2024 will foreseeably bring a change in transactions on digital platforms that will mean that the treasury will have more data on the operations and who carries them out. The implementation of a European directive (DAC7) seeks greater tax transparency in the digital planet, with situations that are more complex to detect. “It could facilitate the emergence of fraud situations,” such as undeclared sales or services provided, explains Montserrat Montoya, corporate tax partner at KPMG Abogados.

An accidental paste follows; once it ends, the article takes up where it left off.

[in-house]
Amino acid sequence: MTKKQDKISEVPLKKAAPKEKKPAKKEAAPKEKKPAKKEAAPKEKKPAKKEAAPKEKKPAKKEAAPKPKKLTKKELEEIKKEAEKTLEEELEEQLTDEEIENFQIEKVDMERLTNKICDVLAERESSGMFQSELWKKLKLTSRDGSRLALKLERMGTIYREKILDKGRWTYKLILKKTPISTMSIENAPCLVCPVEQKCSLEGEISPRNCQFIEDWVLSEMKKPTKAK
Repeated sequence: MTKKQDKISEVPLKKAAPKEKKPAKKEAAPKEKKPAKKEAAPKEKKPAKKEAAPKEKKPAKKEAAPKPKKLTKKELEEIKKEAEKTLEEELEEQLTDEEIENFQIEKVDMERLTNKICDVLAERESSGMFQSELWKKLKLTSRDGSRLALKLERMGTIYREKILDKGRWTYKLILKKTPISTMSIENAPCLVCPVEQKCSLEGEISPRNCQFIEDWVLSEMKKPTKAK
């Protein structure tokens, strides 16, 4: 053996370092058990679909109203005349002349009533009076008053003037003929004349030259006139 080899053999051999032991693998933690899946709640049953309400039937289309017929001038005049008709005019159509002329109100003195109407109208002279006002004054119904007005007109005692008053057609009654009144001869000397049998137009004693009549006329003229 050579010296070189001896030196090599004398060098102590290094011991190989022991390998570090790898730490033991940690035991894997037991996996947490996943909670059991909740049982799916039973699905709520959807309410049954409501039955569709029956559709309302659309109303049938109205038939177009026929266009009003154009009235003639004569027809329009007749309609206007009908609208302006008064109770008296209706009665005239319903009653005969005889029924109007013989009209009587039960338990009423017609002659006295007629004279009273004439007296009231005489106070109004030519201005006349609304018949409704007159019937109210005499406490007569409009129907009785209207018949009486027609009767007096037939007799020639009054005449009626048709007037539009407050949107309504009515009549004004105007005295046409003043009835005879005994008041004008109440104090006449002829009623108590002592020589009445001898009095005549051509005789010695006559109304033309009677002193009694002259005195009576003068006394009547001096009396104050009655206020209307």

What is done on portals such as Wallapop, eBay or Milanuncios will be more controlled. Until now, with those that had to be declared and were not done – services provided or second-hand sales with a profit – fraud was committed in direct taxation (income taxes such as personal income tax or corporate tax if they were companies) and indirect (VAT). The directive will automate data entry and avoid specific requirements for platforms. Juan Osuna, prosecutor partner at Fieldfisher, points out that the DAC7 “is designed above all for professionals who do not want to testify. With it we try to detect people who sell or provide services and are not located.”